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Image: CNBC

Nintendo is a company built on the talents of many, many individuals, but some of its past and current employees are more important than others.

Hiroshi Yamauchi, former president of Nintendo, guided the firm from its core playing card and board game business into the wacky world of interactive entertainment and was responsible for turning the Kyoto company into the powerhouse it is today. The late Gunpei Yokoi made the Game & Watch and Game Boy, generating millions of dollars in revenue and cementing Nintendo's status as the king of the portable gaming market.

And then there's Shigeru Miyamoto, the many responsible for Nintendo's first genuine video game hit – Donkey Kong – and some of its most enduring franchises, such as Zelda, F-Zero and Super Mario. Miyamoto has stepped away a little from hands-on game development in recent years but is still actively involved with the production of Nintendo's lead titles, offering advice and feedback to ensure the games are as good as they can be.

But what happens when Miyamoto finally decides he's had his fill and retires? That's a question that CNBC put to a selection of Nintendo fans and market analysts in its recent "Rise of Nintendo" report. What shape will the company take once its golden boy has hung up his boots?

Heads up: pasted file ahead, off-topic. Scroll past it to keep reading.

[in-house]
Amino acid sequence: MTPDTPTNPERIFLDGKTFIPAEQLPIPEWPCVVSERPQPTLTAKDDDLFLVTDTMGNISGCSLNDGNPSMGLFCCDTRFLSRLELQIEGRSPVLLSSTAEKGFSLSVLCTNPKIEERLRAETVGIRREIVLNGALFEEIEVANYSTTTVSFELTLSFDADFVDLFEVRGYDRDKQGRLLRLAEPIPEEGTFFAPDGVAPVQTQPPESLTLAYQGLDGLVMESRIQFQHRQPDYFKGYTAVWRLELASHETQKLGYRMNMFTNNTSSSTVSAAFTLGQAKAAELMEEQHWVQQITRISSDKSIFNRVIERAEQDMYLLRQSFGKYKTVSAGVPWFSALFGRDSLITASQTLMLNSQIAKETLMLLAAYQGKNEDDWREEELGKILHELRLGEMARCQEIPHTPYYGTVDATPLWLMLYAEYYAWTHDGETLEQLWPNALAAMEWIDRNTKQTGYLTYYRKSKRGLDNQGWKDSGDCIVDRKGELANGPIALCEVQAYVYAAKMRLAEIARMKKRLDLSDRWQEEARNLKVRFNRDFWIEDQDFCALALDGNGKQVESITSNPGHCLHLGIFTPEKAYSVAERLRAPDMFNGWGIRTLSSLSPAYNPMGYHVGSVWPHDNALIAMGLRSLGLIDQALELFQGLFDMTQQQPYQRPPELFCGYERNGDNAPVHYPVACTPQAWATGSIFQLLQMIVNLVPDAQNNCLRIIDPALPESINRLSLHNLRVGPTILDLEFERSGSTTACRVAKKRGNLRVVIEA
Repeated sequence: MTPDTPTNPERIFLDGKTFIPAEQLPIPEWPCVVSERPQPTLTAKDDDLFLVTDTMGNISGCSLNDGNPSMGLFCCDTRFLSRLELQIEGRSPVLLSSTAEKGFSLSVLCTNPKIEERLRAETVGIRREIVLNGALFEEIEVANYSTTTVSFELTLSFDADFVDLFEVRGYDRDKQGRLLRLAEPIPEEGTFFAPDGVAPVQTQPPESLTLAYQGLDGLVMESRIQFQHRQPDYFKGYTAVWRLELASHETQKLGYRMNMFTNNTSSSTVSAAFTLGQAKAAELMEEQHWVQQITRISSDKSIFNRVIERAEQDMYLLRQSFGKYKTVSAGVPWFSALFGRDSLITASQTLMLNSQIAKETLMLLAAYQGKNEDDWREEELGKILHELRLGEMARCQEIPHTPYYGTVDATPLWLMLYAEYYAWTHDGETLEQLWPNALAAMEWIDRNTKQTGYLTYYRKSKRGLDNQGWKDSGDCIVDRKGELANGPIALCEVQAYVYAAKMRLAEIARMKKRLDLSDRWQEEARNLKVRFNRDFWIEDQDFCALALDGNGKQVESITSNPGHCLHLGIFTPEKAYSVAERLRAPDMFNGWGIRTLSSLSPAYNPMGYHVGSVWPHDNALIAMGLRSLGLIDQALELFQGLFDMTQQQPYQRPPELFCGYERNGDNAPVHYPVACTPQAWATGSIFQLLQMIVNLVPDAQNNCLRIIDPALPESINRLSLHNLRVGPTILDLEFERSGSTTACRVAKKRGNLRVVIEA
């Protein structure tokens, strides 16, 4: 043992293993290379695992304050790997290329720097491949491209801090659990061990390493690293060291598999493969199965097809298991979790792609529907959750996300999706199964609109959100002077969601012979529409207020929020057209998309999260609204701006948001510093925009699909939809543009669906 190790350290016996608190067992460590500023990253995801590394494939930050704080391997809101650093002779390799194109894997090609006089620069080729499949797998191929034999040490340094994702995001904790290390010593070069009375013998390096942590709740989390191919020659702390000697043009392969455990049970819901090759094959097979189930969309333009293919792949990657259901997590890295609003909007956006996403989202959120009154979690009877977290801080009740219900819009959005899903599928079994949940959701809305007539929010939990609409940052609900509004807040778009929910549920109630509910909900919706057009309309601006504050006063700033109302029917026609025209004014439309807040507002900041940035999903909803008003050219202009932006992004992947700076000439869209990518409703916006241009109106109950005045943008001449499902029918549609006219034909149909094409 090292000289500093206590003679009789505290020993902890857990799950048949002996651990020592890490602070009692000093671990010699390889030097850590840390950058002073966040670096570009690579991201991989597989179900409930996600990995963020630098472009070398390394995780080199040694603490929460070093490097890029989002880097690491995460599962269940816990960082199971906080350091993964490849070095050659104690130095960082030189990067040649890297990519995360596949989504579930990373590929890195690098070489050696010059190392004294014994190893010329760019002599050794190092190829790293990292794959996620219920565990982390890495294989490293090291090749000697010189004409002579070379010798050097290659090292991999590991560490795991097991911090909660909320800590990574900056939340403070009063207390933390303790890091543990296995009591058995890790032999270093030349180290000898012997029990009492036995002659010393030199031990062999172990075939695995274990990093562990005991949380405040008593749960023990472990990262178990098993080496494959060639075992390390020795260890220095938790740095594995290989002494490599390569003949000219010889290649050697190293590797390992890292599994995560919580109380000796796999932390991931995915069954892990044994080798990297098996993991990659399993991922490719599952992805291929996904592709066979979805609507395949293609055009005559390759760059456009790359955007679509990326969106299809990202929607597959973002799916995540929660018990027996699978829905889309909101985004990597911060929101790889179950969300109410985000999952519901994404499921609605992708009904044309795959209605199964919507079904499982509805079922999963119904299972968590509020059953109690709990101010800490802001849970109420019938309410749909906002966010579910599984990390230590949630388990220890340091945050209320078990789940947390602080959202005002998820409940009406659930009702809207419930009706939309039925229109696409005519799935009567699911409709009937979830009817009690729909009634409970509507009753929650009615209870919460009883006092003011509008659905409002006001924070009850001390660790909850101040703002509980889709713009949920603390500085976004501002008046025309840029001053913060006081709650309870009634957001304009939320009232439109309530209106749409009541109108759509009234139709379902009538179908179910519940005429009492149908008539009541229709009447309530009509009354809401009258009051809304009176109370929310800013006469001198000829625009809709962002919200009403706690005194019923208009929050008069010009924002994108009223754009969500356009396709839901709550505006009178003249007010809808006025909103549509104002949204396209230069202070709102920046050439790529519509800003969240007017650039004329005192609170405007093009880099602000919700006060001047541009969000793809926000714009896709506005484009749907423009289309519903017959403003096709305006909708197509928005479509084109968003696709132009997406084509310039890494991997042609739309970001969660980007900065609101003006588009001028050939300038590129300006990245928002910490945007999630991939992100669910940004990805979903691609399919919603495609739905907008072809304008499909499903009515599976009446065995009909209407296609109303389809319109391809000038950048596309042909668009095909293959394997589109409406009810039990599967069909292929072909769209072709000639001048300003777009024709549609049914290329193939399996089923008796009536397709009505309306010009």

Johnathan Mann, the creator of the Mario Opera, thinks the company is in good hands:

People like to say that Shigeru Miyamoto is like the Walt Disney of Nintendo; in many ways, Nintendo is Miyamoto and Miyamoto is Nintendo. They're so interlocked. Whether or not Nintendo can survive without Miyamoto is a bit like asking if Apple can survive without Steve Jobs. It's the same level of importance to the company, so using that as a framework, I would say the answer is yes; Miyamoto has infused so much of his DNA into the company.

Amir Anvarzadeh, Japan equity market strategist at Asymmetric Advisors, is equally bullish about Nintendo's future once Miyamoto moves aside:

Miyamoto-san has obviously been a driving force of the gaming business initially for Nintendo, but Nintendo has a very deep bench; Nintendo has a very, very strong development base.

However, Alex Handy, founder and director of The Museum of Art and Digital Entertainment, has some reservations about Nintendo's ability to replace someone of Miyamoto's talent:

I think that some of the talent they have is once-in-a-generation talent and can never be replaced, so I wonder what happens to a post-Shigeru Miyamoto Nintendo.

What do you think? Has Miyamoto helped shape a company that can survive without his skills and knowledge? Do you perhaps feel that he gets too much credit for Nintendo's success? What will the company look like once Miyamoto stands down and isn't on hand to provide advice and guidance? Let us know with a comment.